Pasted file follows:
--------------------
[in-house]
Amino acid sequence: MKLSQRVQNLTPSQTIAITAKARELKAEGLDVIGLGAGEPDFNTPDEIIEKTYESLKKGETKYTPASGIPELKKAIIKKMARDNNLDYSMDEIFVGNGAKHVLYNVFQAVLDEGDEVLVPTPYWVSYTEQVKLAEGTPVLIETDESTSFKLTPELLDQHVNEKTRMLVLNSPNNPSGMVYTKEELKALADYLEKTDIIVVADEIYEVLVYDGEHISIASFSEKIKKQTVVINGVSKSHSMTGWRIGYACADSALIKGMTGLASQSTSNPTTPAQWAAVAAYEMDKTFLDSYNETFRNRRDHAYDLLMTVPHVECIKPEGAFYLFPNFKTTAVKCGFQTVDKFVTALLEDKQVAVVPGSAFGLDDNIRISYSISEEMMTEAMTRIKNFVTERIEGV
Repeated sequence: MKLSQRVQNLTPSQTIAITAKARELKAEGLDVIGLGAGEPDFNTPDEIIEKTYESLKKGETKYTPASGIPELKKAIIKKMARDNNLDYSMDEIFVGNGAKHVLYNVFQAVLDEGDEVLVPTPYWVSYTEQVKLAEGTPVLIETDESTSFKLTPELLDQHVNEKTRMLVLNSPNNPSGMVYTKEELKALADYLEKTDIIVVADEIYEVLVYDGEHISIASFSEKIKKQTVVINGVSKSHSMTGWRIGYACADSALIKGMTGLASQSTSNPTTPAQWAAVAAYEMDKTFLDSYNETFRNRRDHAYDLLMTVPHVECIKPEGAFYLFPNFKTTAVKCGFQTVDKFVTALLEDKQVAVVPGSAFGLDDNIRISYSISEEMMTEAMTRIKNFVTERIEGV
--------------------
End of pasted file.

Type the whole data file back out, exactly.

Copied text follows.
[in-house]
Amino acid sequence: MKLSQRVQNLTPSQTIAITAKARELKAEGLDVIGLGAGEPDFNTPDEIIEKTYESLKKGETKYTPASGIPELKKAIIKKMARDNNLDYSMDEIFVGNGAKHVLYNVFQAVLDEGDEVLVPTPYWVSYTEQVKLAEGTPVLIETDESTSFKLTPELLDQHVNEKTRMLVLNSPNNPSGMVYTKEELKALADYLEKTDIIVVADEIYEVLVYDGEHISIASFSEKIKKQTVVINGVSKSHSMTGWRIGYACADSALIKGMTGLASQSTSNPTTPAQWAAVAAYEMDKTFLDSYNETFRNRRDHAYDLLMTVPHVECIKPEGAFYLFPNFKTTAVKCGFQTVDKFVTALLEDKQVAVVPGSAFGLDDNIRISYSISEEMMTEAMTRIKNFVTERIEGV
Repeated sequence: MKLSQRVQNLTPSQTIAITAKARELKAEGLDVIGLGAGEPDFNTPDEIIEKTYESLKKGETKYTPASGIPELKKAIIKKMARDNNLDYSMDEIFVGNGAKHVLYNVFQAVLDEGDEVLVPTPYWVSYTEQVKLAEGTPVLIETDESTSFKLTPELLDQHVNEKTRMLVLNSPNNPSGMVYTKEELKALADYLEKTDIIVVADEIYEVLVYDGEHISIASFSEKIKKQTVVINGVSKSHSMTGWRIGYACADSALIKGMTGLASQSTSNPTTPAQWAAVAAYEMDKTFLDSYNETFRNRRDHAYDLLMTVPHVECIKPEGAFYLFPNFKTTAVKCGFQTVDKFVTALLEDKQVAVVPGSAFGLDDNIRISYSISEEMMTEAMTRIKNFVTERIEGV